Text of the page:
Australia and the Vietnam War, NewSouth and the Australian War Memorial, Sydney, 2014
The Vietnam War was Australia’s longest and most controversial military commitment of the twentieth century, ending in humiliation for the United States and its allies with the downfall of South Vietnam. The war provoked deep divisions in Australian society and politics, particularly since for the first time young men were conscripted for overseas service in a highly contentious ballot system. The Vietnam era is still identified with diplomatic, military and political failure.
Was Vietnam a case of Australia fighting “other people’s wars”? Were we really “all the way” with the United States? How valid was the “domino theory”? Did the Australian forces develop new tactical methods in earlier Southeast Asian conflicts, and just how successful were they against the unyielding enemy in Vietnam?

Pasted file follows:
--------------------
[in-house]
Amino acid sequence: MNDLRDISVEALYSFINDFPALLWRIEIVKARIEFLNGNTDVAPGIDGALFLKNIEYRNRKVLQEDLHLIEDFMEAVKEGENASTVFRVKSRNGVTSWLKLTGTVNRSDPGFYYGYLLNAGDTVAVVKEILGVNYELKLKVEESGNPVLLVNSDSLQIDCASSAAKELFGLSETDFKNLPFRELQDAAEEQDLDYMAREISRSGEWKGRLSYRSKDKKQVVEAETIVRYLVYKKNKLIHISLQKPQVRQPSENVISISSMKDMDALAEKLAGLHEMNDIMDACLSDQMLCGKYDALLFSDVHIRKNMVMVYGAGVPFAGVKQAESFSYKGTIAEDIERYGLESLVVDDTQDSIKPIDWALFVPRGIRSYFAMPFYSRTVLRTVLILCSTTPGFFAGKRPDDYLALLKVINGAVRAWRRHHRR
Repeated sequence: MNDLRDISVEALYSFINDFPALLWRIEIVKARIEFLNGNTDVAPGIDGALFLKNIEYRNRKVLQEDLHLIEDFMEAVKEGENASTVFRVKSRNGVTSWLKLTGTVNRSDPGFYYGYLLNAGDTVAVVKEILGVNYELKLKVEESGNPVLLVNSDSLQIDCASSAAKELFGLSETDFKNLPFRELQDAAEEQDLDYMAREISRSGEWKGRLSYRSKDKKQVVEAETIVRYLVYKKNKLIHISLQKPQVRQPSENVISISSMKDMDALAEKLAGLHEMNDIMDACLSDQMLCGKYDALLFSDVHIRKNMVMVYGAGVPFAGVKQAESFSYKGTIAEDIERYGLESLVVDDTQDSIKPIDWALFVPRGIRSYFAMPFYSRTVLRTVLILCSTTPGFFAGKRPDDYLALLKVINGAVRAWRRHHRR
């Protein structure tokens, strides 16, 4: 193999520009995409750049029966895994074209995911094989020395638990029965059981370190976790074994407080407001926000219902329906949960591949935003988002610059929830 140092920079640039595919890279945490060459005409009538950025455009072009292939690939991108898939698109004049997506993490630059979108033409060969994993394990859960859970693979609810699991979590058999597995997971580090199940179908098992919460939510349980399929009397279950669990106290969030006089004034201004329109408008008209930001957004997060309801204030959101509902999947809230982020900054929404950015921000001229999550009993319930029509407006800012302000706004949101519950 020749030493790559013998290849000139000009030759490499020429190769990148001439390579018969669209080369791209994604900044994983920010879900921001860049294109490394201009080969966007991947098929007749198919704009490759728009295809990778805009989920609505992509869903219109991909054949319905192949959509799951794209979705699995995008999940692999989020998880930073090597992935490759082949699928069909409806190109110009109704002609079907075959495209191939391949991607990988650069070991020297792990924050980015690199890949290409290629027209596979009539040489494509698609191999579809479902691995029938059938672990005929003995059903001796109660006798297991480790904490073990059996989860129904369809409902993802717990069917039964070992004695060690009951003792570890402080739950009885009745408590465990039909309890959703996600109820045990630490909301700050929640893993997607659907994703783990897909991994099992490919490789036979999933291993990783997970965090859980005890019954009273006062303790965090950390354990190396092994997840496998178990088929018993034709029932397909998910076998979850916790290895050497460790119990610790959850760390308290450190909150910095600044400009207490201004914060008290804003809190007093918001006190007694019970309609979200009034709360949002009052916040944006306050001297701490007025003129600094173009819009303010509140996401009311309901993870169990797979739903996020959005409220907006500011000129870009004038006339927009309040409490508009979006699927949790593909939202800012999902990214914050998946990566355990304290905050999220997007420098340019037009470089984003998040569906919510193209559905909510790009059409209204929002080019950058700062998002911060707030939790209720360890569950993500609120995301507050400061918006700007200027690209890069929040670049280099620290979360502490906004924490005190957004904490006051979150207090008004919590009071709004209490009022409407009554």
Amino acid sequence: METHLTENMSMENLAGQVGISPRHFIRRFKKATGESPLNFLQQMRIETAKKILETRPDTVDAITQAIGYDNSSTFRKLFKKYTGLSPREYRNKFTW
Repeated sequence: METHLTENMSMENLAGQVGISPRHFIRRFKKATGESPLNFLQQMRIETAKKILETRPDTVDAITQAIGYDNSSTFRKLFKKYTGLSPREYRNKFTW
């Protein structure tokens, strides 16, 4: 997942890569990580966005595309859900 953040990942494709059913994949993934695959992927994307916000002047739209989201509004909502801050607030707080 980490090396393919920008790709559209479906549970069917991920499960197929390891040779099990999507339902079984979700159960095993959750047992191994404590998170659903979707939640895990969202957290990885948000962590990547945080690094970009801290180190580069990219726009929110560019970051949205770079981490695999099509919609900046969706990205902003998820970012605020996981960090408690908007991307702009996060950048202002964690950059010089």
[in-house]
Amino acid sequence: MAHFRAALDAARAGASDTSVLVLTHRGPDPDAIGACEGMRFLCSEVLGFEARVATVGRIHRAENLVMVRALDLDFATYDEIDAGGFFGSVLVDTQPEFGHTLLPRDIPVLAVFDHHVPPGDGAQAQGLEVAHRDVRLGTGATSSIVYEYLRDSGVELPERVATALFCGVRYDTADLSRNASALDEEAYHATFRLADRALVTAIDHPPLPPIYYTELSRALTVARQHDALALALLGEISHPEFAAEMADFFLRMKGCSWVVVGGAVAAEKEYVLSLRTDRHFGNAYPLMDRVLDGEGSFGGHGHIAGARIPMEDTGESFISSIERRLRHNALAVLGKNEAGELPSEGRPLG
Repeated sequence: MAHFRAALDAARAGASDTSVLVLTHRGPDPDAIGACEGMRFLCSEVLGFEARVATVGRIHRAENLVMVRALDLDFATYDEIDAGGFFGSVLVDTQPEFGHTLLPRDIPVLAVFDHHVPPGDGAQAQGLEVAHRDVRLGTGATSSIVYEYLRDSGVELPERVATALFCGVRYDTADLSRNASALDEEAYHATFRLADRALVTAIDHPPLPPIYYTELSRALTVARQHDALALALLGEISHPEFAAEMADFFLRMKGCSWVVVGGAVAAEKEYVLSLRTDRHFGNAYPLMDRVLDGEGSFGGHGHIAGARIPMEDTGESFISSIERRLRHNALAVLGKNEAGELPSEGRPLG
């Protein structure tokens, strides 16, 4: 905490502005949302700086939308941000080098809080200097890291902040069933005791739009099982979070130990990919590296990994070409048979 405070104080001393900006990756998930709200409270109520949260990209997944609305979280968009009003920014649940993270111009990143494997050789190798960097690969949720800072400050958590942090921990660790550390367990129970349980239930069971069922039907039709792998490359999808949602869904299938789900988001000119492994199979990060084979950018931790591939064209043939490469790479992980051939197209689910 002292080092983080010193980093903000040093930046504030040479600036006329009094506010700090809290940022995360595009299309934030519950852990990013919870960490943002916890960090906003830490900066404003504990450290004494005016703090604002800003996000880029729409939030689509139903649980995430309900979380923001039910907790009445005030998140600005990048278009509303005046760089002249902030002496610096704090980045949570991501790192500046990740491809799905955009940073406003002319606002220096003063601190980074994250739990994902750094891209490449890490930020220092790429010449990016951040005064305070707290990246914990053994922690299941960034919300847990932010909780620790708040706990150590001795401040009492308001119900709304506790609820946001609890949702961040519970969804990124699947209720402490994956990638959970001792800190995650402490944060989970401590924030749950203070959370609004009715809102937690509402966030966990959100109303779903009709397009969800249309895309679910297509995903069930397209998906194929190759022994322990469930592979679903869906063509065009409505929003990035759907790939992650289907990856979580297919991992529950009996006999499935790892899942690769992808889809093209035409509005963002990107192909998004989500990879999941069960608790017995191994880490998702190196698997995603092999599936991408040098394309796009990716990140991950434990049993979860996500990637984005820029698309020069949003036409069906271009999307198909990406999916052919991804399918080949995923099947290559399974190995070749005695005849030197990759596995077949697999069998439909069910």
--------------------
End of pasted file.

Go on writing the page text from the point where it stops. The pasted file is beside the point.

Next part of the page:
In this landmark book, award-winning historian Peter Edwards skilfully unravels the complexities of the global Cold War, decolonisation in Southeast Asia and Australian domestic politics to provide new, often surprising, answers to these questions. (blurb)
Essentially, a summary of the multi-volume official history, of which Edwards was joint author.
Reviews from different perspectives appear in Marxist Left Review, ASPI Strategist (including an interview with the author), Military History and Heritage Victoria and Australian Book Review. The author talks about how ‘Australia Goes to War: Lessons from Vietnam‘.